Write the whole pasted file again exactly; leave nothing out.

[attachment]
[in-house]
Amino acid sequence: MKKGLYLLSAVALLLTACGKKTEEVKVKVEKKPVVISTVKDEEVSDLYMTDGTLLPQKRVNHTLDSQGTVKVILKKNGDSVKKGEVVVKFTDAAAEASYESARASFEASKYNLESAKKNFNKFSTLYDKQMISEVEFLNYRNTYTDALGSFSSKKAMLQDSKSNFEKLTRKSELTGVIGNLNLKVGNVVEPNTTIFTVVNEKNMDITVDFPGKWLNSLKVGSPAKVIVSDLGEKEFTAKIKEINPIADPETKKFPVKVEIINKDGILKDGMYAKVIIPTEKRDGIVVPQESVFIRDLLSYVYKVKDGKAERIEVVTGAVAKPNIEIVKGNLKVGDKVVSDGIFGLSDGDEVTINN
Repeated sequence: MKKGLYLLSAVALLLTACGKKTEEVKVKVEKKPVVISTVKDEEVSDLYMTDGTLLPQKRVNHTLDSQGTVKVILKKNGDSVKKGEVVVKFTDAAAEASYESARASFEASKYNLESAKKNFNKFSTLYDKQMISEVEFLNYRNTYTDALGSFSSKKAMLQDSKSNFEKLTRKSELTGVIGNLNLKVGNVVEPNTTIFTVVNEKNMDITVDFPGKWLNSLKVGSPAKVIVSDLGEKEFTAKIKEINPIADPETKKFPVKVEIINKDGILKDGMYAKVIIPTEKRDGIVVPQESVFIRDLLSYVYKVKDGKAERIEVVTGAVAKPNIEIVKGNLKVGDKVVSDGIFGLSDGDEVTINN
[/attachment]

[in-house]
Amino acid sequence: MKKGLYLLSAVALLLTACGKKTEEVKVKVEKKPVVISTVKDEEVSDLYMTDGTLLPQKRVNHTLDSQGTVKVILKKNGDSVKKGEVVVKFTDAAAEASYESARASFEASKYNLESAKKNFNKFSTLYDKQMISEVEFLNYRNTYTDALGSFSSKKAMLQDSKSNFEKLTRKSELTGVIGNLNLKVGNVVEPNTTIFTVVNEKNMDITVDFPGKWLNSLKVGSPAKVIVSDLGEKEFTAKIKEINPIADPETKKFPVKVEIINKDGILKDGMYAKVIIPTEKRDGIVVPQESVFIRDLLSYVYKVKDGKAERIEVVTGAVAKPNIEIVKGNLKVGDKVVSDGIFGLSDGDEVTINN
Repeated sequence: MKKGLYLLSAVALLLTACGKKTEEVKVKVEKKPVVISTVKDEEVSDLYMTDGTLLPQKRVNHTLDSQGTVKVILKKNGDSVKKGEVVVKFTDAAAEASYESARASFEASKYNLESAKKNFNKFSTLYDKQMISEVEFLNYRNTYTDALGSFSSKKAMLQDSKSNFEKLTRKSELTGVIGNLNLKVGNVVEPNTTIFTVVNEKNMDITVDFPGKWLNSLKVGSPAKVIVSDLGEKEFTAKIKEINPIADPETKKFPVKVEIINKDGILKDGMYAKVIIPTEKRDGIVVPQESVFIRDLLSYVYKVKDGKAERIEVVTGAVAKPNIEIVKGNLKVGDKVVSDGIFGLSDGDEVTINN